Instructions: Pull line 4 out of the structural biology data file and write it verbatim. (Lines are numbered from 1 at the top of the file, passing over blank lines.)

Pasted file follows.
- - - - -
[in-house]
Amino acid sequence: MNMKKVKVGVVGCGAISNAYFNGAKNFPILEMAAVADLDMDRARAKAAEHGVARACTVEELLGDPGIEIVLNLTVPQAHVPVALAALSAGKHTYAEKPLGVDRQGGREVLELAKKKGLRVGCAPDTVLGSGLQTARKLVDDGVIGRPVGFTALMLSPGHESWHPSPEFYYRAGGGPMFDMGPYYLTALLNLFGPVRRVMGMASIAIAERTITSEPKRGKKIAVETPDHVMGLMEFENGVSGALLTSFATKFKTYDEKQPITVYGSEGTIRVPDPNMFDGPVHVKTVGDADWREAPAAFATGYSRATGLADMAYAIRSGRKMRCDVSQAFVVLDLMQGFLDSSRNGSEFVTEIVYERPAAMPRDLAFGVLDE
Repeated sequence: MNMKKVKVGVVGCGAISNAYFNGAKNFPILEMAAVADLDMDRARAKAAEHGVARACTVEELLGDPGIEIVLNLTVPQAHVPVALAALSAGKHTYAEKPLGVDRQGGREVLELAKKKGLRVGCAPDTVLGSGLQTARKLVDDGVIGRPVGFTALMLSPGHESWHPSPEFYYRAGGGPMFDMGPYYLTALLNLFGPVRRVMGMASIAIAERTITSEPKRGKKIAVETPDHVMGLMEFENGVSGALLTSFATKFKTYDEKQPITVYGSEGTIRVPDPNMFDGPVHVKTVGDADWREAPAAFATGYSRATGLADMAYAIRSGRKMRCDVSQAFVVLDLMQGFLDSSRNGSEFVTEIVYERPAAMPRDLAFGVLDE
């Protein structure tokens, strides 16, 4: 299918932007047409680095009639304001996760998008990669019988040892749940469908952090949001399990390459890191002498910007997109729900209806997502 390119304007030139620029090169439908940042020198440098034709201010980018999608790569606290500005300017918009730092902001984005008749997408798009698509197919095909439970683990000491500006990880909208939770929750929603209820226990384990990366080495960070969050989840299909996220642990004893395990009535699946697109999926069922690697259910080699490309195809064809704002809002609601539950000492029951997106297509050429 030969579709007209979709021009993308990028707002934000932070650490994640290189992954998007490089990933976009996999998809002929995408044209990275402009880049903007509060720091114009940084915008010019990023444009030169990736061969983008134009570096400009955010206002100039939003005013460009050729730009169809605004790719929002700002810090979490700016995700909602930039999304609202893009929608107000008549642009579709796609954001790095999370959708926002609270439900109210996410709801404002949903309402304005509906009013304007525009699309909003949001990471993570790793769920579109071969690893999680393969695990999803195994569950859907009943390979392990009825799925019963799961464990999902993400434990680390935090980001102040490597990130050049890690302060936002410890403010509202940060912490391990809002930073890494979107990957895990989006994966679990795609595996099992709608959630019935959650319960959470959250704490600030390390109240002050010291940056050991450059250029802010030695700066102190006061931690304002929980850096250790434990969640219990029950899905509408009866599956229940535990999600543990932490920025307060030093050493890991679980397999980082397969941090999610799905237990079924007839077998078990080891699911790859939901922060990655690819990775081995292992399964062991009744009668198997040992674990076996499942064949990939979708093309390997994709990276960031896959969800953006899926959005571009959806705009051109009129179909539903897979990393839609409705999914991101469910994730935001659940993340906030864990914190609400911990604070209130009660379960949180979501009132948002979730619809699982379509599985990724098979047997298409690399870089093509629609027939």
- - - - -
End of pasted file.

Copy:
């Protein structure tokens, strides 16, 4: 299918932007047409680095009639304001996760998008990669019988040892749940469908952090949001399990390459890191002498910007997109729900209806997502 390119304007030139620029090169439908940042020198440098034709201010980018999608790569606290500005300017918009730092902001984005008749997408798009698509197919095909439970683990000491500006990880909208939770929750929603209820226990384990990366080495960070969050989840299909996220642990004893395990009535699946697109999926069922690697259910080699490309195809064809704002809002609601539950000492029951997106297509050429 030969579709007209979709021009993308990028707002934000932070650490994640290189992954998007490089990933976009996999998809002929995408044209990275402009880049903007509060720091114009940084915008010019990023444009030169990736061969983008134009570096400009955010206002100039939003005013460009050729730009169809605004790719929002700002810090979490700016995700909602930039999304609202893009929608107000008549642009579709796609954001790095999370959708926002609270439900109210996410709801404002949903309402304005509906009013304007525009699309909003949001990471993570790793769920579109071969690893999680393969695990999803195994569950859907009943390979392990009825799925019963799961464990999902993400434990680390935090980001102040490597990130050049890690302060936002410890403010509202940060912490391990809002930073890494979107990957895990989006994966679990795609595996099992709608959630019935959650319960959470959250704490600030390390109240002050010291940056050991450059250029802010030695700066102190006061931690304002929980850096250790434990969640219990029950899905509408009866599956229940535990999600543990932490920025307060030093050493890991679980397999980082397969941090999610799905237990079924007839077998078990080891699911790859939901922060990655690819990775081995292992399964062991009744009668198997040992674990076996499942064949990939979708093309390997994709990276960031896959969800953006899926959005571009959806705009051109009129179909539903897979990393839609409705999914991101469910994730935001659940993340906030864990914190609400911990604070209130009660379960949180979501009132948002979730619809699982379509599985990724098979047997298409690399870089093509629609027939």